Can a Post-Coup Turkey Get Along with Europe?
The patriotic brochure foreshadowed much of what I was to hear from government ministers, independent journalists and opposition leaders during my visit in the country. These very different individuals, often coming from opposite political camps, were in lock step on one thing: The July 15 coup attempt was completely unexpected (in a country that had endured four coups in recent decades), and for that reason deeply traumatic. And to a person, they blamed the Gulenists.
That sense of surprise helps to explain how an ill-managed coup that seemed to end as soon as it began could nevertheless send shock waves through the country. For a brief frightening moment, Turks confronted the possibility of being drawn into a bloody civil war. What’s more, the West responded with a combination of halfhearted condemnation of the coup plotters and a wait-and-see realpolitik.
But while Turks have reason to be angry with the Western reaction, Ankara’s official narrative suffers from its own tendentious blinders. It has blamed the malicious influence of the religious leader Fethullah Gulen, although support for the coup was much broader. To hear the ruling Justice and Development Party tell it, the Gulenists are to blame for the government’s crackdown on protesters in Gezi Park in Istanbul in 2013 and the shooting down of a Russian plane on the Turkish-Syrian border last fall. Some even accuse them of masterminding Turkey’s resistance to a joint American-Turkey military operation against the Islamic State in Syria.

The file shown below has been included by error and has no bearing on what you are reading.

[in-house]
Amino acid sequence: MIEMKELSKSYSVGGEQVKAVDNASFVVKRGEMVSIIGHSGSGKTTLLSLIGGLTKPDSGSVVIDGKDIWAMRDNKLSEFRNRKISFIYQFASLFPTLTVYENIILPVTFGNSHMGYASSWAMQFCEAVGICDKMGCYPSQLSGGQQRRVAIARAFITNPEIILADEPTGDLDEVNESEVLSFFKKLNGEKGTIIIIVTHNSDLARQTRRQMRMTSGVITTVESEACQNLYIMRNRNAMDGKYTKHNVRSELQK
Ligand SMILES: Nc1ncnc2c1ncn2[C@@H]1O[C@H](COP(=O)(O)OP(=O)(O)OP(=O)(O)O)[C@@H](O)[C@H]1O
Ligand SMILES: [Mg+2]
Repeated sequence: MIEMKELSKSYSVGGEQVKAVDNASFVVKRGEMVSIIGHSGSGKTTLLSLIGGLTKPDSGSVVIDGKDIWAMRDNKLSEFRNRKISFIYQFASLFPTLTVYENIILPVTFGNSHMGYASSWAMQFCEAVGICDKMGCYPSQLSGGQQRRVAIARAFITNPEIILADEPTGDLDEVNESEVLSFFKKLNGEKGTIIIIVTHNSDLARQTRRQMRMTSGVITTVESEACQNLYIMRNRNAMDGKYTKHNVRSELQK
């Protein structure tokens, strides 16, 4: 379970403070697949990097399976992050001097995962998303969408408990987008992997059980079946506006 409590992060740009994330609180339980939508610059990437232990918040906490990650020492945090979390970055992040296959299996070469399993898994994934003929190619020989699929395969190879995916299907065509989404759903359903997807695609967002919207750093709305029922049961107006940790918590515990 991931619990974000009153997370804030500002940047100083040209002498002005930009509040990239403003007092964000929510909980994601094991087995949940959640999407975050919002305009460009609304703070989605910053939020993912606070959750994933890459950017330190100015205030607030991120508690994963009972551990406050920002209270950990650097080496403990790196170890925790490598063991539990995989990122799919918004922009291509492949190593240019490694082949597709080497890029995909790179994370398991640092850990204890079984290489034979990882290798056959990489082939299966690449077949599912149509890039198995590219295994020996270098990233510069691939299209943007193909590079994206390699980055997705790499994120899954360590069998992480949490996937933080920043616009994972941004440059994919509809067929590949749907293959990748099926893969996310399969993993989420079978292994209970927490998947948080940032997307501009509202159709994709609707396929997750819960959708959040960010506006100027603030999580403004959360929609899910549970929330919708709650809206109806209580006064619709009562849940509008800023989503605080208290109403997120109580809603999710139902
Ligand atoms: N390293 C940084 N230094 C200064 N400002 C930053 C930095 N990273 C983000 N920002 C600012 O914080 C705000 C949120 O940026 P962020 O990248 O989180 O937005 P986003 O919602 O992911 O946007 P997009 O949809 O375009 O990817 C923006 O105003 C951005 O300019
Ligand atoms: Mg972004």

Nor has the government bothered to explain why, even as it began its split with the Gulenists, it ignored warnings by journalists and opposition leaders that the movement was infiltrating state institutions, taking control over large sections of the judicial system and fabricating false evidence in order to discredit and imprison its enemies.
None of this has stopped the government from undertaking a huge, self-destructive purge, with around 10,000 people arrested, 100,000 people dismissed, and the seizure of assets of more than $4 billion, numbers that worry not just human rights activists but foreign investors as well. Read More at NYTimes.